Rivinoja films her hair and improves improv
Erica Rivinoja '99 organized and judged a Battle of the Deans between Dean of First-Year Students Peter Goldsmith and Assistant Dean of First-Year Students Stephanie Hull at Moosilauke Ravine Lodge this fall.
The winner? Rivinoja.
"Of course," she said. "I was the judge."
Rivinoja, who hails from Hobbs, N.M. (suspiciously near the infamous Roswell UFO landing site), held the Coolest Dean Contest while serving on the Lodge Crew for Dartmouth Outing Club freshman trips.
Rivinoja worked on the Hanover Crew in 1997 and is also the self-appointed president of the Dog Day Players. This past weekend, she co-hosted the Fall Fling a cappella concert. But she does more than make people laugh.
"I really like documentary filmmaking, and I thought for a while that that was what I wanted to do," Rivinoja said. "So I developed my own major which is anthropology modified with film."
For her senior thesis, she said, she hopes to film an ethnographic documentary exploring Colombia and the effect of American attitudes and stereotypes on its culture.
Rivinoja said she is organizing an anthropological film series, which starts this week, as part of her independent study. The series will be held Wednesdays in Carpenter Hall, she said.
Though anthropology and documentary filmmaking are serious subjects, she still found a way to bring her humor into her work her Sophomore Summer.
"Our documentary film professor told us to do a film on some controversial issue," she said. "So I did my hair because it's been through many changes and at the time there was controversy over whether I should dye it or cut it. It was a 10-minute video."
Her filmmaking has explored other topics and won national recognition, Rivinoja said.
"I did a big one on this woman who was involved in the Manhattan Project. It was pretty exciting," she said.
Her sophomore year, the Institute for Public Media Arts chose her to participate in a nationwide documentary on diversity, she said. She submitted a video diary and was chosen as one of eight out of 250 people.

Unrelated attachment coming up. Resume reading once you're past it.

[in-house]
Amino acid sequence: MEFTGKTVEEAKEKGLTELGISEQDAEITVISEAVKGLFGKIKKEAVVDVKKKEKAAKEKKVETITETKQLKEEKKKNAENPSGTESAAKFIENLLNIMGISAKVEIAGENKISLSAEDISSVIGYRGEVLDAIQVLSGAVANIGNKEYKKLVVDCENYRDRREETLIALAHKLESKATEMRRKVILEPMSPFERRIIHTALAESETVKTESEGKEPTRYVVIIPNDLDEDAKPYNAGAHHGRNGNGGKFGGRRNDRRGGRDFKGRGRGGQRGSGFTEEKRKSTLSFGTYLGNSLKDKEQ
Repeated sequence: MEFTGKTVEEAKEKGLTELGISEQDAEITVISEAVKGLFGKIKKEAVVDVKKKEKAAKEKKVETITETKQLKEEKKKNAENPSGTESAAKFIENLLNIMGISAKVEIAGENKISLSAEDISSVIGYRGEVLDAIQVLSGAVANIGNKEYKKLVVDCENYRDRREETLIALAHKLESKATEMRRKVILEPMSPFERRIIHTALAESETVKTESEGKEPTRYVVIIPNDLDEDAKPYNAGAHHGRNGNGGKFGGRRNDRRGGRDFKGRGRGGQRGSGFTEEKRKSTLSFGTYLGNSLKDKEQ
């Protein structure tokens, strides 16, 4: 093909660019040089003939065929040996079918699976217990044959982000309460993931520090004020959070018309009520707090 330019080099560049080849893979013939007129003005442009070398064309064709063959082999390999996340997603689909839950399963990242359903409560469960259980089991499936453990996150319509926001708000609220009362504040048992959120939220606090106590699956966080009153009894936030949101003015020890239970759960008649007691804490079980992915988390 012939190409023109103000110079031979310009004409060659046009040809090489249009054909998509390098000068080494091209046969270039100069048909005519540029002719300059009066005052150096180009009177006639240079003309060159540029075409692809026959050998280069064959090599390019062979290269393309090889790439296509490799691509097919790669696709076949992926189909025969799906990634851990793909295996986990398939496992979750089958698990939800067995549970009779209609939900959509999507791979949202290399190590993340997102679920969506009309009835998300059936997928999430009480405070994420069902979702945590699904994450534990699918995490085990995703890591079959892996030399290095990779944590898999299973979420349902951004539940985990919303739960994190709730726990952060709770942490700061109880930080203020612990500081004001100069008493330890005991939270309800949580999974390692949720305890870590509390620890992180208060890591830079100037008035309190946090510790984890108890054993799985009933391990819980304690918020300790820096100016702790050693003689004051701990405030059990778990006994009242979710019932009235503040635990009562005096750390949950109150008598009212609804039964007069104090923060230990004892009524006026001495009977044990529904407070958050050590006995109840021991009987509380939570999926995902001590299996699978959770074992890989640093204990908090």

"And so I filmed my life for about three months and they're going to edit it and show it as part of documentary on college diversity on PBS," Rivinoja said. "It was good but it was kind of difficult because I had to record all of the issues in my life."
The film is currently in post-production and will be shown on PBS later this year, she said.
Her plans for the future are still unclear but film and comedy will definitely be included in her life, she said.
She said her parents do not want her to pursue a career in comedy, she said.
"My dad wants me to be an accountant. Doesn't that suck?" she said.
She said she plans to move to either New York or Los Angeles next year and to look for work writing for a comedy television program. Improv comedy will always be in her life, she said.
"I kind of like the fun stuff that just happens during improv," she said.
Her comedy takes her all over campus -- most noticeably when she attends performances of the male a cappella group the Aires.
"I love the Aires," she said with a straight face. "I got banned from Aires concerts because I get so excited and faint."
She said she remains loyal to the Dog Day Players despite her affinity for the Aires.
"If the Dog Day players were to fight all the a cappella groups on campus, the a cappella groups might win because of sheer numbers. But in a battle of wits, we'd kick their asses," Rivinoja said. "Dog Day is my life," she said.
Rivinoja said she is the president because nobody else wanted the job. The group rehearses for four hours a week, she said, adding that they have improved over the years and also become less offensive.
While the Dog Day Players have had several shows that included a skit at the beginning, she said, their shows usually consist entirely of improv, and call for audience participation.
"Sometimes it's just not funny," she said. "But most of the time it's really funny."
The Dog Day Players have a show this Friday at 9:30 in the Fayerweather basement lounge.
"My mom is going to be there," Rivinoja said. "She's not going to be in it," she added. "She's funny, though."
Several years ago, Chris Miller '97, a member of the group, fell and dislocated his jaw during a Dog Day Players performance. At the time, he was impersonating local skateboarders who had complained about cartoons he drew which mocked their "lifestyle." An ambulance had to be summoned for him.
"Now that's funny," she said.